Monday, April 21, 2014

I need to blog...

So, I'm writing/editing NBCT portfolio entries today and I need a break from precision writing.  These next three weeks are going to fly by and I'm somewhat fearful that I'm not going to finish getting everything together the way in needs to be.

I thought I would tell you about a left side assignment gallery walk I did about a week ago.  First of all, you should know that I do Interactive Notebooks with the right side as teacher input and the left side as student output.  The thing is, I've just started ISNs this year and I had a hard time giving complete control over to kids for the left side, especially since I didn't know exactly how ISNs would pan out.  I love ISNs and I still think it's great that I wrote a list of LSA choices last summer, but  I think a few of my assignments are a little too "easy" and that I need to somehow make them more similar in the level of effort required before next year (or at least put some in a category that indicates they're going to earn at most an 80% if they're done as written). 

Anyway, I gave complete control over for an LSA on simplifying radical expressions.  It was mostly successful because it was their last assignment in that unit, so they had the big picture ideas down.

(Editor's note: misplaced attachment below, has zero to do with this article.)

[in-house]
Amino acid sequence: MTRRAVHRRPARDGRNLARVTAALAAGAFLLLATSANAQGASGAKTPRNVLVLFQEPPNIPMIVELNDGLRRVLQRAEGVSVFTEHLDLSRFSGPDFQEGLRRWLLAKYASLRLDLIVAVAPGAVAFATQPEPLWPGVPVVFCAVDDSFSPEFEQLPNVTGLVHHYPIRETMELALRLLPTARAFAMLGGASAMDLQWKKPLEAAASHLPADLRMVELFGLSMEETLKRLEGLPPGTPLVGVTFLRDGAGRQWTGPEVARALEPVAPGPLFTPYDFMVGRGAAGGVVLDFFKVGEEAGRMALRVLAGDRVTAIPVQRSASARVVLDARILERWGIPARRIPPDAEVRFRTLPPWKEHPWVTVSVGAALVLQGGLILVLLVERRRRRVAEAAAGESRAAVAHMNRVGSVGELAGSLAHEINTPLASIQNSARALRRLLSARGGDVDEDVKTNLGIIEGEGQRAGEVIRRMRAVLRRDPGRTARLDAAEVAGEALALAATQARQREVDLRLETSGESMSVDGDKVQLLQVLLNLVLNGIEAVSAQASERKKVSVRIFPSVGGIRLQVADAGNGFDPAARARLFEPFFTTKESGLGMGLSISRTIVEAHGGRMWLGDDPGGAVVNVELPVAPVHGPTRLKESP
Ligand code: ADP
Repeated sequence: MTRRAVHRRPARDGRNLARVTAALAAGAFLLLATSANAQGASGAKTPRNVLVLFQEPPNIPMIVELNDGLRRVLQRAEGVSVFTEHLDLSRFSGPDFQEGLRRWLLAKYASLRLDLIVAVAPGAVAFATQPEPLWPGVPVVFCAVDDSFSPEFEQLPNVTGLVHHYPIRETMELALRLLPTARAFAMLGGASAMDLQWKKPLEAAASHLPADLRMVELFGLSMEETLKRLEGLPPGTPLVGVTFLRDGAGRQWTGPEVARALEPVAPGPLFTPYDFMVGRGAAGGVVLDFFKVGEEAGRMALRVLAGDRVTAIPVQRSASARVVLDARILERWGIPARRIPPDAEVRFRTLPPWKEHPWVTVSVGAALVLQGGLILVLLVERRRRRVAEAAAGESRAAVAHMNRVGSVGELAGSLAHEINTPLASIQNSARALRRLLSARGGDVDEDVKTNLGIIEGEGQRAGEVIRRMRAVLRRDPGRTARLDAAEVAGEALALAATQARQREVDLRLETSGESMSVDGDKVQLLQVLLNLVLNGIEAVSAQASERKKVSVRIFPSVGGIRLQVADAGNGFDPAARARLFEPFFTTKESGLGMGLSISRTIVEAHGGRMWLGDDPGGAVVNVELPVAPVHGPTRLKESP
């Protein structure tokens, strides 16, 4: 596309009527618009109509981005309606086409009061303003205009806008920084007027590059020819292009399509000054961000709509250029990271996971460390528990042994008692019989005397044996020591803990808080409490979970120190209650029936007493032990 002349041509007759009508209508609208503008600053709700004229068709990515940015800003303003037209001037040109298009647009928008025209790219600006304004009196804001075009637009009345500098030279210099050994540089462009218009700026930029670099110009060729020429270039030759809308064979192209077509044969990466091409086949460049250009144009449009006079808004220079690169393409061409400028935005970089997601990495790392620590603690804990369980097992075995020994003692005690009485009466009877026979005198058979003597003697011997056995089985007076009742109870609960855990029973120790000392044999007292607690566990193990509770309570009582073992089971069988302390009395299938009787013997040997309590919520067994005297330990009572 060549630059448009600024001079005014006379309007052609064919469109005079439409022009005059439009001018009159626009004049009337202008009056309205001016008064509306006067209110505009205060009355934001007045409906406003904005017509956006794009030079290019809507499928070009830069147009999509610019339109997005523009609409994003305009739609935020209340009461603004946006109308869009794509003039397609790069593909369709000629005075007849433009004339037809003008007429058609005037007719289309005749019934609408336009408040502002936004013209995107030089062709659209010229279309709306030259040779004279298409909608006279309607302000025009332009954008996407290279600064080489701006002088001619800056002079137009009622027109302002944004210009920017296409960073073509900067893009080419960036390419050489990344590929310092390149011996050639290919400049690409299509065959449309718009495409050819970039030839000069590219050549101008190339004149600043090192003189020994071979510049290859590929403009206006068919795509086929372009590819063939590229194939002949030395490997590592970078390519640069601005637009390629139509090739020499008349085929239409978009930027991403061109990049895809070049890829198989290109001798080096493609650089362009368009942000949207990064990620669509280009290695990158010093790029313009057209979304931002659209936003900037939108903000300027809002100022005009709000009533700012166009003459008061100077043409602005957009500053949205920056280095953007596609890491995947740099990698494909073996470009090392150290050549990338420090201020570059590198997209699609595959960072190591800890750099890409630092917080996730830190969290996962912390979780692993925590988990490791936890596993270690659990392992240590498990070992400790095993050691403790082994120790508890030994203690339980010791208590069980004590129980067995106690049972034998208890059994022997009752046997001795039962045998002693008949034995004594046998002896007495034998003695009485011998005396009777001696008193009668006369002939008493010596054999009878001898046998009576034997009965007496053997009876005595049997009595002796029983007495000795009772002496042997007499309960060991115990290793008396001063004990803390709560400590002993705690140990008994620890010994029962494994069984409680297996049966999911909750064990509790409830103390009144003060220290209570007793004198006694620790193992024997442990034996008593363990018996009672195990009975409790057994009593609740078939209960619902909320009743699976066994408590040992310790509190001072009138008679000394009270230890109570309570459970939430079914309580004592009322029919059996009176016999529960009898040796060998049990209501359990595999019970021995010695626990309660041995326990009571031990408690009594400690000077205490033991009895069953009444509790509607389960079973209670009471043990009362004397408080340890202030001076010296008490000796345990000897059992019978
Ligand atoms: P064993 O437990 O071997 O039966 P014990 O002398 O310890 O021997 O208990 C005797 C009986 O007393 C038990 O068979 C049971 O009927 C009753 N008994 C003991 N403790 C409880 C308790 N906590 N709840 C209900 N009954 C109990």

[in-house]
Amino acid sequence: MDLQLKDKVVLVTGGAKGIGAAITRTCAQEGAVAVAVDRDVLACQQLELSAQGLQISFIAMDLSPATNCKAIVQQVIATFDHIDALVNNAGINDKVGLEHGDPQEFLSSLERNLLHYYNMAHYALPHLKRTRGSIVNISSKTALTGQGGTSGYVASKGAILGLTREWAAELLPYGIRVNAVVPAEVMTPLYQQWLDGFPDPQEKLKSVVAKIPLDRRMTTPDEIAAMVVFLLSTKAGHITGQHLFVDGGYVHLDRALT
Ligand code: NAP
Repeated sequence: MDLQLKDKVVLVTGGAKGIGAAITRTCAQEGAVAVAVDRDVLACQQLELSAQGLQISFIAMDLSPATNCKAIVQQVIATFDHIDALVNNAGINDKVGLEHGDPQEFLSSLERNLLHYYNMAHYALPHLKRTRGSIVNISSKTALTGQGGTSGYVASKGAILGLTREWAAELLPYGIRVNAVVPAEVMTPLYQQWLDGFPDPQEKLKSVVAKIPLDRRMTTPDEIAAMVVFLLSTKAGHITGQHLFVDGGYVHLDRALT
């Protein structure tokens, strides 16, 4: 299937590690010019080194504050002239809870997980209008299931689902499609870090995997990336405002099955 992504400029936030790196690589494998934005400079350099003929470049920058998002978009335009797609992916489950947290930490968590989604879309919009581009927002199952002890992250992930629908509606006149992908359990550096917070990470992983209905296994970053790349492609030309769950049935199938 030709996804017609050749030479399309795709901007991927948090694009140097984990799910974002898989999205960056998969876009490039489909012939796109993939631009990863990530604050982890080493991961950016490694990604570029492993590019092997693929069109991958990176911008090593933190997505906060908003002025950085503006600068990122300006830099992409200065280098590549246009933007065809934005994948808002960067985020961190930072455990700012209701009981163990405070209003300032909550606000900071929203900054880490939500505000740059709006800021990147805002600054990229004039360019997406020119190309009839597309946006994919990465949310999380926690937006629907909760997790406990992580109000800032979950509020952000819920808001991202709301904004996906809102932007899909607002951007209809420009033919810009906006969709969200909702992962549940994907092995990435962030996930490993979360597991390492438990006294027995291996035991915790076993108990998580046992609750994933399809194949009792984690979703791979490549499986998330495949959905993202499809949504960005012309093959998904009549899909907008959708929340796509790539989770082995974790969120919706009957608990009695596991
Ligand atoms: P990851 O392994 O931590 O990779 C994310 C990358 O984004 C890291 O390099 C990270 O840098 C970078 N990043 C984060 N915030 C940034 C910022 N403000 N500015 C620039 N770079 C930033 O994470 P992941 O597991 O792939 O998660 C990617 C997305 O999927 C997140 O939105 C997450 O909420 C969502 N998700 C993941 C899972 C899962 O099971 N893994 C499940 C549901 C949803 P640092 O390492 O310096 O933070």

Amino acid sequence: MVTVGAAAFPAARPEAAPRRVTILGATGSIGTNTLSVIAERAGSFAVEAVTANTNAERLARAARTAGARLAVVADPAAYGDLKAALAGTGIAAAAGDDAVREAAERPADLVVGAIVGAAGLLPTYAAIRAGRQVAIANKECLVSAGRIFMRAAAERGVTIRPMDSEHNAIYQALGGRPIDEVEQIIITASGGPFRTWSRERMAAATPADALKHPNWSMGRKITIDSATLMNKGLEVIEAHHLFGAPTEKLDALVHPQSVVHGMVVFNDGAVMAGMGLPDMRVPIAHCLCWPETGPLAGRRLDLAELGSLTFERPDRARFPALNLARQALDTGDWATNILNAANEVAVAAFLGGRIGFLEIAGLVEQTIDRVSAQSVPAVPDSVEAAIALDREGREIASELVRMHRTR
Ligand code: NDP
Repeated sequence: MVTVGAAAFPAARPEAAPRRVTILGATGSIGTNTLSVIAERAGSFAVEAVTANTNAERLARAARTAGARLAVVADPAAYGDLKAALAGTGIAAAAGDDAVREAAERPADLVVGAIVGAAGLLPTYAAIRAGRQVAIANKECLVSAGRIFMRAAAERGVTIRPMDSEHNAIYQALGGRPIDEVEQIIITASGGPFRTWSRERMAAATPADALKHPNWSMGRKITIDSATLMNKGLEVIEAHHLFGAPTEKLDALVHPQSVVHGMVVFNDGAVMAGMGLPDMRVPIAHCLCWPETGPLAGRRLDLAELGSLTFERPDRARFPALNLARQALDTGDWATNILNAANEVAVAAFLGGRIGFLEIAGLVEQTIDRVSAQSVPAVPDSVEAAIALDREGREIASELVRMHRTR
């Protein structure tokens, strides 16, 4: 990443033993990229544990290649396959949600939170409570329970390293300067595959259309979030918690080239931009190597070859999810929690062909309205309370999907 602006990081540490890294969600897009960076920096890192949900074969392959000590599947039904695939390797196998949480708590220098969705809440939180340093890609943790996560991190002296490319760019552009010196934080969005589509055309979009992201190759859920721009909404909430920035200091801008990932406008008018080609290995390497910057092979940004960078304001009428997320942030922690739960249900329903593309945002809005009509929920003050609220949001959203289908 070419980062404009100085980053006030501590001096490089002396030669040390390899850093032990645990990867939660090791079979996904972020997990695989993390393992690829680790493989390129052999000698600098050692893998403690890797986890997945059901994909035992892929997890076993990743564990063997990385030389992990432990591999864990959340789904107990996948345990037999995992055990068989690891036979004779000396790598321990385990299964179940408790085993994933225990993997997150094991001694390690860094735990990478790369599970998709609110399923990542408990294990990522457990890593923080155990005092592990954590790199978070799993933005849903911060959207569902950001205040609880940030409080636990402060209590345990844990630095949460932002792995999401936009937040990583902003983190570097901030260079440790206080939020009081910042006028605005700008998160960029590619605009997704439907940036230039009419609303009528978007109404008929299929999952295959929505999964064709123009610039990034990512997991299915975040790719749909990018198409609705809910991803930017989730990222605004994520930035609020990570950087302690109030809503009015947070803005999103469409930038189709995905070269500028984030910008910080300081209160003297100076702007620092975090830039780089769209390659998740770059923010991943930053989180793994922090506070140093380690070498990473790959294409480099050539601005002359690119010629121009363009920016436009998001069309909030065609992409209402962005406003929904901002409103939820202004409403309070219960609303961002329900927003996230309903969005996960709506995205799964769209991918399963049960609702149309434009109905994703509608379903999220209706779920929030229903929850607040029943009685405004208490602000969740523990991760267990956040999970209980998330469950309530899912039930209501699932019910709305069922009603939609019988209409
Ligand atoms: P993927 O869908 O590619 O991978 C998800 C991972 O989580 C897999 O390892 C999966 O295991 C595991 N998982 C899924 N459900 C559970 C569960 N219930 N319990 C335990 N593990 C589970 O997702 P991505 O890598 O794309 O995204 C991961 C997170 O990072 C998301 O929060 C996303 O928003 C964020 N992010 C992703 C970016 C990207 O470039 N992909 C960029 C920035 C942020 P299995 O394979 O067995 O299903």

When students brought their work in, we did a mini gallery walk in which they spent five minutes walking around and reading other students' books.  Then I asked students to nominate someone who did work that we should all see.  Nominees were invited to the document camera to share.  Kids are SO eager to brag on their classmates!  What made this valuable was that I wasn't the one initiating the praise; I also hadn't graded the assignments yet, so we saw what the students thought was quality work.  They selected the songs (including two versions of Katy Perry's Dark Horse rewritten as rules for simplifying radicals), the colorful pages, the comics, and other creative work.  I don't think anyone chose to highlight a page that was a plain problem set. 

I feel like when I start doing more LSAs next year that offer choice, I'm going to absolutely build in time to do this at the beginning of the year so that students can see exemplary work. 

I only have one picture right now, but I'll get some more.  Flashcards were popular choices; this student chose to write questions that we ask ourselves while solving on the flashcards.  She wrote answers and explanations on the back.  The orange is a pocket meant to hold them.  

How do you help students grow?

Mathematically yours,
Miss B

Monday, April 7, 2014

Not a math lesson...

...but a French lesson instead.  (Math teachers, see if you can adapt this activity to your classroom.)